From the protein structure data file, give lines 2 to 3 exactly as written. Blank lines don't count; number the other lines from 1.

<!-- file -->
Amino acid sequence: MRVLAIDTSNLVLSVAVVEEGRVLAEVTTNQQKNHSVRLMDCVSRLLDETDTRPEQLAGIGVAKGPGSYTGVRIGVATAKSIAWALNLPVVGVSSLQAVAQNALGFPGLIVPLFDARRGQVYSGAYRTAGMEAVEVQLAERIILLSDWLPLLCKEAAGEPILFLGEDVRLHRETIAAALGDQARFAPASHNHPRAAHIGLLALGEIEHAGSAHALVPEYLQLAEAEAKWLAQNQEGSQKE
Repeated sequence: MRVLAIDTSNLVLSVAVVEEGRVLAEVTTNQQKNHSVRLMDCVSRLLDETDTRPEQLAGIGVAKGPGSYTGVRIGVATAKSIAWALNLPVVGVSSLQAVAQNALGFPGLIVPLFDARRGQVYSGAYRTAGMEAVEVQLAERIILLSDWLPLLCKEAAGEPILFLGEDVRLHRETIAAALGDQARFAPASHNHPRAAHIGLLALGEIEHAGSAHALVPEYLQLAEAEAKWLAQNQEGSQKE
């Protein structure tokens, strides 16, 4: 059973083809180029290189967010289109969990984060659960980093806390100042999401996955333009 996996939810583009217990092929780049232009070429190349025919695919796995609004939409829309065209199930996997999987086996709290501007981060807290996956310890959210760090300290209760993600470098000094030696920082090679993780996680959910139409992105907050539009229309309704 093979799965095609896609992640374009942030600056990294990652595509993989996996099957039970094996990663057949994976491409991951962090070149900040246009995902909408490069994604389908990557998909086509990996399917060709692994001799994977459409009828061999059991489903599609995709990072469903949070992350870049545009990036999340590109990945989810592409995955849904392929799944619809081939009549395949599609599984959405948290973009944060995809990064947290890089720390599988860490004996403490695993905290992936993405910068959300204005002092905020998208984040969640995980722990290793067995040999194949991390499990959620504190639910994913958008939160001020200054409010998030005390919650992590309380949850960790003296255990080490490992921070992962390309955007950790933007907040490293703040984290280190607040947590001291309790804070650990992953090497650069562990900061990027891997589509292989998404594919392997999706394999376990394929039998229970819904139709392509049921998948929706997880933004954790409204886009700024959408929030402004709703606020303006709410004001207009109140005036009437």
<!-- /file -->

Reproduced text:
Repeated sequence: MRVLAIDTSNLVLSVAVVEEGRVLAEVTTNQQKNHSVRLMDCVSRLLDETDTRPEQLAGIGVAKGPGSYTGVRIGVATAKSIAWALNLPVVGVSSLQAVAQNALGFPGLIVPLFDARRGQVYSGAYRTAGMEAVEVQLAERIILLSDWLPLLCKEAAGEPILFLGEDVRLHRETIAAALGDQARFAPASHNHPRAAHIGLLALGEIEHAGSAHALVPEYLQLAEAEAKWLAQNQEGSQKE
């Protein structure tokens, strides 16, 4: 059973083809180029290189967010289109969990984060659960980093806390100042999401996955333009 996996939810583009217990092929780049232009070429190349025919695919796995609004939409829309065209199930996997999987086996709290501007981060807290996956310890959210760090300290209760993600470098000094030696920082090679993780996680959910139409992105907050539009229309309704 093979799965095609896609992640374009942030600056990294990652595509993989996996099957039970094996990663057949994976491409991951962090070149900040246009995902909408490069994604389908990557998909086509990996399917060709692994001799994977459409009828061999059991489903599609995709990072469903949070992350870049545009990036999340590109990945989810592409995955849904392929799944619809081939009549395949599609599984959405948290973009944060995809990064947290890089720390599988860490004996403490695993905290992936993405910068959300204005002092905020998208984040969640995980722990290793067995040999194949991390499990959620504190639910994913958008939160001020200054409010998030005390919650992590309380949850960790003296255990080490490992921070992962390309955007950790933007907040490293703040984290280190607040947590001291309790804070650990992953090497650069562990900061990027891997589509292989998404594919392997999706394999376990394929039998229970819904139709392509049921998948929706997880933004954790409204886009700024959408929030402004709703606020303006709410004001207009109140005036009437």